Zoe learned to handle the surf.

Zoe learned to handle the surf.


Car transport behemoth ship in the distance


Last beach walk--beautiful light.

Last beach walk–beautiful light.

We are working our way up the East Coast to arrive in Maine later in the spring.  We will continue to travel, but now with a new home base.


21 thoughts on “Beach, Birds, Rehab, and … Plans

    • Thanks so much. We had heard some nightmare stories of rotator cuff surgery, so were a bit apprehensive going in. It’s always nice when something goes better than you expect!

  1. Great news about George’s shoulder. And your photos and commentary have motivated us to travel to St. Simon’s sometime. But darn about not coming out west this trip. You two must love cold weather to want to buy in Maine 😄. Next winter, when it is minus something there, come on out to our 70 degree winter weather. (Of course it would probably be freezing and pouring rain!).

    • It wasn’t easy to give up the western portion of the trip but it’s a good time to buy and we are ready. We will be making a long trip out west this winter or next, and we definitely will be stopping to see you. In the meantime, come visit us in Maine!

  2. Pleased to hear George’s shoulder has healed so well. I agree a good compromise is to have a home base and do shorter trips in different directions. That was the decision we made after the mammoth round Australia trip. It is a more relaxed way to go and gives down time between trips to catch your breath.

    • Although we really enjoyed this long trip, we cannot go without a home indefinitely. There are too many things that we love to do besides travel (boats, gardening, weaving, woodworking, fostering dogs … the list goes on)–and now that we are retired, we have the time to do them. Also, we like having a home to fix up and to be part of a community. We are excited about putting down roots in a place totally new to us. But we will continue to travel, with the trailer, and overseas.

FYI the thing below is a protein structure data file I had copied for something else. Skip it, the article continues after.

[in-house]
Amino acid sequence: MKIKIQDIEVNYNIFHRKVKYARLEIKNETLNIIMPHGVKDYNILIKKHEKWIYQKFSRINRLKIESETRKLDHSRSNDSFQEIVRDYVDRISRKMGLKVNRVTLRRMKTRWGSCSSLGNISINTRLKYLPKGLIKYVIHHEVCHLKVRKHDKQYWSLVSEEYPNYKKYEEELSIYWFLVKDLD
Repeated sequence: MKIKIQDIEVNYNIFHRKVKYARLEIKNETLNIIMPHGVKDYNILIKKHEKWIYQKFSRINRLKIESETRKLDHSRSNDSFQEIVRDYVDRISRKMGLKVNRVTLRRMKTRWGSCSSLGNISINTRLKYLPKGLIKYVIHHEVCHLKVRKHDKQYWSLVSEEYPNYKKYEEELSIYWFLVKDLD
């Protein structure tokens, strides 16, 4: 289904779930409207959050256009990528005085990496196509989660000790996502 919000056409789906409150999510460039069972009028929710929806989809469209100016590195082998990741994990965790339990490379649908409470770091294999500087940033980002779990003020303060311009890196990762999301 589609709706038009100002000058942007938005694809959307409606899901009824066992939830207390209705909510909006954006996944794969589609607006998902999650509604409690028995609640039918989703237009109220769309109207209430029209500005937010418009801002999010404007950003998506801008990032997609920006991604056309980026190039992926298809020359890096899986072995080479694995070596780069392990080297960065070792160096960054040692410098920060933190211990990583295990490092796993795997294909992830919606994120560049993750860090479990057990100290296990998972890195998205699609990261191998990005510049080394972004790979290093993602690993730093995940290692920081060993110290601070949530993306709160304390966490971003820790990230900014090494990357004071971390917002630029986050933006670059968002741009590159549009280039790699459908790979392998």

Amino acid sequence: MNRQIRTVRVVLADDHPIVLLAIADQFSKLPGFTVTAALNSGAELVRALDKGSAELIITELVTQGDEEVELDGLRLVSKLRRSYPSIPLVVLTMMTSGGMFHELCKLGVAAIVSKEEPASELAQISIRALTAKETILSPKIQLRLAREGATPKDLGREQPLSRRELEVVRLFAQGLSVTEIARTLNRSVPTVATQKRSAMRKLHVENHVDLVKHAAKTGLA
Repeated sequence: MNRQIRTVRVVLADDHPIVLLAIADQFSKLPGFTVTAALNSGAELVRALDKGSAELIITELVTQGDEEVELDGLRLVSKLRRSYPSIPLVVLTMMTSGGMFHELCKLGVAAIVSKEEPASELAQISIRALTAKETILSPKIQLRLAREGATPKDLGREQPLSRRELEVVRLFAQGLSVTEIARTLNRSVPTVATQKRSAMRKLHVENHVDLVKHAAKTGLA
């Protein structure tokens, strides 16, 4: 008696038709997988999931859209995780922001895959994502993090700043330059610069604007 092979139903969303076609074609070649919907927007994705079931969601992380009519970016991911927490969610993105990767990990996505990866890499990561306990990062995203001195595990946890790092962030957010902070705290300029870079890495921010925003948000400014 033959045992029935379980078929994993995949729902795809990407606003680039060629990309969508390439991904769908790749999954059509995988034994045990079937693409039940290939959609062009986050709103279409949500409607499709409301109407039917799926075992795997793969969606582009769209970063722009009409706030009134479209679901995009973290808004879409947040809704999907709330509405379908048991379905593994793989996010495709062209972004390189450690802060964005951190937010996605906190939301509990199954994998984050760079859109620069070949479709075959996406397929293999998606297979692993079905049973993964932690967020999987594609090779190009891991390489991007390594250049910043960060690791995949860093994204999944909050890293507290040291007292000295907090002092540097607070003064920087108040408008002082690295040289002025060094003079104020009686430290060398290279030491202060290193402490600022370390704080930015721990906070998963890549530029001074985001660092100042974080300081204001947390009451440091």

• Current priorities. Right now, we would like to be closer to family, which means the East coast. Maine has beautiful ocean (with abundant seafood), lakes, hiking, good gardening, summer sunshine, a farm/food culture, reasonably progressive attitudes, and good real estate prices. Plus, it just felt like it fit us well. Winters are cold (this winter was brutal), but we can travel during the cold months. It’s a new place for us, so we’re quite excited.

      • I think so. I only intended to blog to keep family and friends updated on our travels and to create a journal of the trip. I didn’t anticipate connecting with bloggers all over the world. It has given me the same pleasure that I had from writing to pen pals when I was young. We’ll see!

  3. A house?! I’ve read before Maine is a wonderful retirement state. We almost had a host gig there and after so much study I was so anxious to go there. I hope you continue to write of your journey, gardening, house hunting etc. And your future travels. St. Simmons on our list and so glad shoulder doing so well. Nice to have your driver back I’m sure. 🙂

    • Yes–sticks and bricks!! A concept that is anathema to many RVers, I know, but we love to have a house and some land. We like to farm, build, and boat as much as to travel, so our perfect life is a little homestead AND an RV. Maine is lovely and will be new territory and a new adventure for us.

      We love St. Simons, but there are no RV parks there, unfortunately. Jekyll Island has an RV park (which looked crowded), but that’s the closest you can get to St. Simons. Thanks for your good wishes. I will continue to blog–at least for a while! Happy travels and stay warm.